Hyacinth

From the Masque

1

Your anger charms me,
and yet all the time
I think of chaste, slight hands,
veined snow;
snow craters filled
with first wild-flowerlets;
glow of ice-gentian,
whitest violet;
snow craters
and the ice ridge
spilling light;
dawn and the lover
chaste dawn leaves bereft —
I think of these
and snow-cooled Phrygian wine.

Your anger charms me subtly
and I know
that you would take
the still hands
where I'd rest;
you would despoil
for very joy of theft;
list, lady,
I would give you one last hint:
quench your red mouth
in some cold forest lake,
cover your russet locks
with arum leaf,
quench out the colour,
still the fevered glance,
cover your want,
your fire insatiate,
I can not match your fervour,
nay, nor still my ache
with any
but white hands inviolate

2

Take the red spoil
of grape and pomegranate,
the red camellia,
the most, most red rose;
take all the garden spills,
inveterate,
prodigal spender
just as summer goes,
the red scales of the deep in-folded spice,
the Indian, Persian and the Syrian pink,
their scent undaunted
even in that faint,
unmistakable fragrance
of the late tuberose,
(heavy its petals,
eye-lids of dark eyes
that open languorous
and more languorous close — the east,
further than scent
of our wind-smitten isle,)
take these:
O lady, take them,
prodigal
I cull and offer this and this and these
last definite whorls
of clustered peonies,
the last, the first
that stained our stainless ledge
of blue and white
and the white foam of sea,
rocks,
and that strait ledge
whiter than the rock
the Parians break
from their enchanted hill;
take, lady,
but leave me with my weed and shell
and those slight, hovering gull-wings that recall
silver of far Hymettus' asphodel

3

Take all
for you have taken everything,
but do not let me see you taking this;
Adonis lying spent with Venus' care,
Adonis dying were a lesser ache
than this,
to have even your slightest breath
breathe in the crystal air
where he takes breath.

Take all
for you have taken everything,
save the broad ledge of sea
which no man takes,
take all
for you have taken mirth and ease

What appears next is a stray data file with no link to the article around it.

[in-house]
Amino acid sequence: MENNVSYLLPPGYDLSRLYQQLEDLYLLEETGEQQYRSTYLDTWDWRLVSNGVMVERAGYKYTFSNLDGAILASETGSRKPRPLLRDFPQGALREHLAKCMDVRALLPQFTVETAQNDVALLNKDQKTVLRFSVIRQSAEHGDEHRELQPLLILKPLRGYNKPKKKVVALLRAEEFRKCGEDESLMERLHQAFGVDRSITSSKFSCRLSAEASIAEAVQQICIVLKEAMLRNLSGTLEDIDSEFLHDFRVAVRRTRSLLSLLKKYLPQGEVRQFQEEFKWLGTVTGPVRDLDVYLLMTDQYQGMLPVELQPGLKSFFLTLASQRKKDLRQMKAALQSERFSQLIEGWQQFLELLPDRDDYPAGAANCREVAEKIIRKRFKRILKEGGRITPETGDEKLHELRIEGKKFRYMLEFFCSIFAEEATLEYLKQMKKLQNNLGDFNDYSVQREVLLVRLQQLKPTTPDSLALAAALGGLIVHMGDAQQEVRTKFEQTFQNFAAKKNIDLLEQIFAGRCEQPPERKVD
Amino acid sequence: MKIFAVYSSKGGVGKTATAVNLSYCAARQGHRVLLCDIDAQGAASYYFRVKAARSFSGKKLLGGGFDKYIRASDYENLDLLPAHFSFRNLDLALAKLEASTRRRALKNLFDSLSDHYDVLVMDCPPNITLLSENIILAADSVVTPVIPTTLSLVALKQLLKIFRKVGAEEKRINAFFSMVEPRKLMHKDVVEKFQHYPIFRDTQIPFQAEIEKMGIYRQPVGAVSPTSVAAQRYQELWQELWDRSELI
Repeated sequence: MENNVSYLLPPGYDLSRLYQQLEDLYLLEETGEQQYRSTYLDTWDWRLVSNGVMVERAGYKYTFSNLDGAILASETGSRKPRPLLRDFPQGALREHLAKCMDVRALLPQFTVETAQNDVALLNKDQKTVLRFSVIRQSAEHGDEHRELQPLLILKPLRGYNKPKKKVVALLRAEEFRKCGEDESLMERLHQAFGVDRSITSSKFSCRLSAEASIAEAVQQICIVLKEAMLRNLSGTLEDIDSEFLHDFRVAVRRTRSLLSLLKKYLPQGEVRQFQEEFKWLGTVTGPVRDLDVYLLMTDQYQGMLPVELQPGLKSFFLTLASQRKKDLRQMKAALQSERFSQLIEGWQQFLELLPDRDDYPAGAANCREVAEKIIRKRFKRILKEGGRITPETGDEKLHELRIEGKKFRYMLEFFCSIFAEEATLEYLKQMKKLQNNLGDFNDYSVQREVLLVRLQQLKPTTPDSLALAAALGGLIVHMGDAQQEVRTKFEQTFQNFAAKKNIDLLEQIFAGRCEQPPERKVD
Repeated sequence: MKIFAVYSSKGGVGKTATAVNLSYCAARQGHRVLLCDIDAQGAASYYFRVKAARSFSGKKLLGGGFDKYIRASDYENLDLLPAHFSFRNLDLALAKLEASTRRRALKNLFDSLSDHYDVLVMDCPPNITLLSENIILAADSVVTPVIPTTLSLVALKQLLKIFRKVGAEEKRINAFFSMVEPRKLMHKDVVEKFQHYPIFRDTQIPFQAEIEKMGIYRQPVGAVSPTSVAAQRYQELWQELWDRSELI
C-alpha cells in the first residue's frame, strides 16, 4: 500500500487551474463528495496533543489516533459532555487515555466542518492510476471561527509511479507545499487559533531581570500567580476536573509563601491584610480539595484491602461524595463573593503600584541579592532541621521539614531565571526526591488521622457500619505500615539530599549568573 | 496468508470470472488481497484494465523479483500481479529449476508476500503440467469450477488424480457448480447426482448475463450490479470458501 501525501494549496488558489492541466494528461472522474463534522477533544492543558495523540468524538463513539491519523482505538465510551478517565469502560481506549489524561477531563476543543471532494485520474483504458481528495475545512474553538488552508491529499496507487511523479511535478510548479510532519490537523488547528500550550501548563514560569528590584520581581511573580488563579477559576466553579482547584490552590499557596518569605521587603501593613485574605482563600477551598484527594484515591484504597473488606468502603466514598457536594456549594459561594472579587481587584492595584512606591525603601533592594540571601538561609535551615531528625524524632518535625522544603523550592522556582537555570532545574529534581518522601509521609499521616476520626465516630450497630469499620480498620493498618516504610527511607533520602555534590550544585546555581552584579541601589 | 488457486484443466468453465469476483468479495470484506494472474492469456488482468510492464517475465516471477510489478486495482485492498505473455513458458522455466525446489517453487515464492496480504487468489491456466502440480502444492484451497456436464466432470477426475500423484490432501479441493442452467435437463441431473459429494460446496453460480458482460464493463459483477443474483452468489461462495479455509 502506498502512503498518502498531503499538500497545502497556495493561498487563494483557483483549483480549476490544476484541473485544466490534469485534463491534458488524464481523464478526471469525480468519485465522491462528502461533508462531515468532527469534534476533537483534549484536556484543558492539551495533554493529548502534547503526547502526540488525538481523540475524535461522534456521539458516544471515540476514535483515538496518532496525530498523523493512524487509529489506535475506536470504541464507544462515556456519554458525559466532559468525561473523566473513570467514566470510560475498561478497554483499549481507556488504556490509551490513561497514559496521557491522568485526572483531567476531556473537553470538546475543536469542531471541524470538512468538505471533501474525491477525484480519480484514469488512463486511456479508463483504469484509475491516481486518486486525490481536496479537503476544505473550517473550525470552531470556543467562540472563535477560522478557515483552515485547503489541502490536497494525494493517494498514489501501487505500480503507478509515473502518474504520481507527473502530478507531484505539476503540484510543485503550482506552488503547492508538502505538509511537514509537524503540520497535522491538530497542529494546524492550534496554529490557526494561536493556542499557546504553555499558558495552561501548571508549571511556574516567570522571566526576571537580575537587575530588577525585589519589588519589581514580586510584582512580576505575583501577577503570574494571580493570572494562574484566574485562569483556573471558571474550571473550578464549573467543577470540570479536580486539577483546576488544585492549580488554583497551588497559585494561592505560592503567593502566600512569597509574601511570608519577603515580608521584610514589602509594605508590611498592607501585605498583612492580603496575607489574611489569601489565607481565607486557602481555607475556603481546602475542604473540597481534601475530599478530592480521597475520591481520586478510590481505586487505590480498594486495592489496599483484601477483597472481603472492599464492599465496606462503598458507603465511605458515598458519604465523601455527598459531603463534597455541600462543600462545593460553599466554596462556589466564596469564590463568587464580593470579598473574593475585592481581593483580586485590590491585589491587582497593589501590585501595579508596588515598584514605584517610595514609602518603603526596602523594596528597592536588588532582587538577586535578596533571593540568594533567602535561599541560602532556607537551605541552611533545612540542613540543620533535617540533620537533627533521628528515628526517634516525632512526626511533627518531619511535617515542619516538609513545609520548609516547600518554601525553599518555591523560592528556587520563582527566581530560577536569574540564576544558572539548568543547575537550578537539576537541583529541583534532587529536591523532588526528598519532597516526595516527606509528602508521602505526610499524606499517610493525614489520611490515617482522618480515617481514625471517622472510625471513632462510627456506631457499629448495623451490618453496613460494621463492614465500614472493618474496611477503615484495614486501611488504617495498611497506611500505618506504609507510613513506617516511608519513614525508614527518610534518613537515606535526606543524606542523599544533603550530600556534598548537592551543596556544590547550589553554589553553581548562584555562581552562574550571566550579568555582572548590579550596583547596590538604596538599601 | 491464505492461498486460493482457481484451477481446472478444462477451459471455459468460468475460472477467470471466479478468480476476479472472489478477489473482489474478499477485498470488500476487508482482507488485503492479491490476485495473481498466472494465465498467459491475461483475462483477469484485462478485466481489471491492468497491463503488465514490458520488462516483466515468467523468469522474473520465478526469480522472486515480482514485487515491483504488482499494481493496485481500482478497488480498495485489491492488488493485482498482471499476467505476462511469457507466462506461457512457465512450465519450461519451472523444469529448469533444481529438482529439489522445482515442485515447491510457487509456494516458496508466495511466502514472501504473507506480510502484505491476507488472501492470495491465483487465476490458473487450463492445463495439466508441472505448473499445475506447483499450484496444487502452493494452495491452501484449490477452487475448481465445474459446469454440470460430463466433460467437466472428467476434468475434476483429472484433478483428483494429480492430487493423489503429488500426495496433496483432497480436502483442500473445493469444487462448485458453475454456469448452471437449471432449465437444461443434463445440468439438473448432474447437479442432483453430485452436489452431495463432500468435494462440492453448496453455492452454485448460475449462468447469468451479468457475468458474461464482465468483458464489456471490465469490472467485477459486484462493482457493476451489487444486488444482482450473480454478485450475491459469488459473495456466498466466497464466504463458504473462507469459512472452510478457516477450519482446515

and all the small delights
of simple poets,
the lilt of rhyme,
the sway and lift and fall,
the first spring gold
your fire has scorched to ash,
the fresh winds
that go halt
where you have passed,
the Tyrian iris
I so greatly loved,
its dark head speared
through its wet spray of leaves.

Take all,
but ah, lady, a fool, a poet
may even know when you have taken all:
up on the mountain slope
one last flower cleaves
to the wet marge of ice,
the blue of snow,
keep all your riot
in the swales below
of grape and autumn,
take all taking these,
for you and autumn yet
can not prevail
against that flame, that flower,
(ice, spark or jewel,)
the cyclamen,
parting its white cyclamen leaves

4

O, I am ill with dust
as you with stain,
O, I am worthless,
weary, world-bedraggled,
nevertheless to mountains
still the rain
falls on the tangle
of dead under-brush,
freshens the loam,
the earth and broken leaves
for that hoar-frost
of later star or flower,
the fragile host
of Greek anemones.

Say I am little meet
to call the youth,
say I have little magic
to enchant,
but is that reason
why your flaring will
should sweep and scorch,
should lap and seethe and fill
with last red flame
the tender ditch and runnel
which the spring freshet
soon must fill again?

White violets
have no place
on your hot brow;
how can I bring you
what the spring must bring?
what can I offer?
lush and heady mallow?
the fire-grass
or the serpent-spotted
fire-flower?
O take them,
for I stand a ruinous cloud
between you
and the chaste uplifted hill

O take them swiftly
and more swiftly go,
for spring is distant yet,
for spring is far;
you have your tense, short space
of blazing sun,
your melons, vines,
your terraces of fruit;
now all you have,
all, all I gladly give
who long but for the ridge,
the crest and hollow,
the lift and fall,
the reach and distant ledge
of the sun-smitten,
wind-indented snow
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